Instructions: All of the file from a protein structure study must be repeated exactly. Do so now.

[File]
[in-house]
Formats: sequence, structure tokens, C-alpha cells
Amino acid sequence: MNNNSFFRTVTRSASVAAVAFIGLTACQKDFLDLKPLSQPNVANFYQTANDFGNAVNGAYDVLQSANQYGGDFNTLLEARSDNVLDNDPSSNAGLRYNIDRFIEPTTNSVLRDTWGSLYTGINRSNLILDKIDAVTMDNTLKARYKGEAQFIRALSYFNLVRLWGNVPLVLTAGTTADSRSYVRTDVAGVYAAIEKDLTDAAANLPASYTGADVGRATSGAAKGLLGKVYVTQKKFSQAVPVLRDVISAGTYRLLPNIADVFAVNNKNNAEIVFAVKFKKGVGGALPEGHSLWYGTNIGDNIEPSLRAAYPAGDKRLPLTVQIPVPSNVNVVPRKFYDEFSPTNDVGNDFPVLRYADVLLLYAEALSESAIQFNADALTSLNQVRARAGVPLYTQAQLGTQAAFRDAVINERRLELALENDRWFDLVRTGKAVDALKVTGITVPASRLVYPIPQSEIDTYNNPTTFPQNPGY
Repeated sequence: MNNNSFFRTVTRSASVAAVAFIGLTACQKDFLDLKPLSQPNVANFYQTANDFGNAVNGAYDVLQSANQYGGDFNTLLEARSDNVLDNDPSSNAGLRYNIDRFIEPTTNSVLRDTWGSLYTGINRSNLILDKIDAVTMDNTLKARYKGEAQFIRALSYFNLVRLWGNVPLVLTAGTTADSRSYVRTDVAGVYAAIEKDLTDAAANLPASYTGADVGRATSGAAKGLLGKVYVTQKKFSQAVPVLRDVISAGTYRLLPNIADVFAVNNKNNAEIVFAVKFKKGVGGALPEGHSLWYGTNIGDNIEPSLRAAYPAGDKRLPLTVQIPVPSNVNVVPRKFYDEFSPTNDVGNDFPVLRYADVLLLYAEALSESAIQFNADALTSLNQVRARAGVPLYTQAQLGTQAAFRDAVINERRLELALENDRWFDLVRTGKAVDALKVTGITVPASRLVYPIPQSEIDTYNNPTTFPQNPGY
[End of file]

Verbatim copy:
[in-house]
Formats: sequence, structure tokens, C-alpha cells
Amino acid sequence: MNNNSFFRTVTRSASVAAVAFIGLTACQKDFLDLKPLSQPNVANFYQTANDFGNAVNGAYDVLQSANQYGGDFNTLLEARSDNVLDNDPSSNAGLRYNIDRFIEPTTNSVLRDTWGSLYTGINRSNLILDKIDAVTMDNTLKARYKGEAQFIRALSYFNLVRLWGNVPLVLTAGTTADSRSYVRTDVAGVYAAIEKDLTDAAANLPASYTGADVGRATSGAAKGLLGKVYVTQKKFSQAVPVLRDVISAGTYRLLPNIADVFAVNNKNNAEIVFAVKFKKGVGGALPEGHSLWYGTNIGDNIEPSLRAAYPAGDKRLPLTVQIPVPSNVNVVPRKFYDEFSPTNDVGNDFPVLRYADVLLLYAEALSESAIQFNADALTSLNQVRARAGVPLYTQAQLGTQAAFRDAVINERRLELALENDRWFDLVRTGKAVDALKVTGITVPASRLVYPIPQSEIDTYNNPTTFPQNPGY
Repeated sequence: MNNNSFFRTVTRSASVAAVAFIGLTACQKDFLDLKPLSQPNVANFYQTANDFGNAVNGAYDVLQSANQYGGDFNTLLEARSDNVLDNDPSSNAGLRYNIDRFIEPTTNSVLRDTWGSLYTGINRSNLILDKIDAVTMDNTLKARYKGEAQFIRALSYFNLVRLWGNVPLVLTAGTTADSRSYVRTDVAGVYAAIEKDLTDAAANLPASYTGADVGRATSGAAKGLLGKVYVTQKKFSQAVPVLRDVISAGTYRLLPNIADVFAVNNKNNAEIVFAVKFKKGVGGALPEGHSLWYGTNIGDNIEPSLRAAYPAGDKRLPLTVQIPVPSNVNVVPRKFYDEFSPTNDVGNDFPVLRYADVLLLYAEALSESAIQFNADALTSLNQVRARAGVPLYTQAQLGTQAAFRDAVINERRLELALENDRWFDLVRTGKAVDALKVTGITVPASRLVYPIPQSEIDTYNNPTTFPQNPGY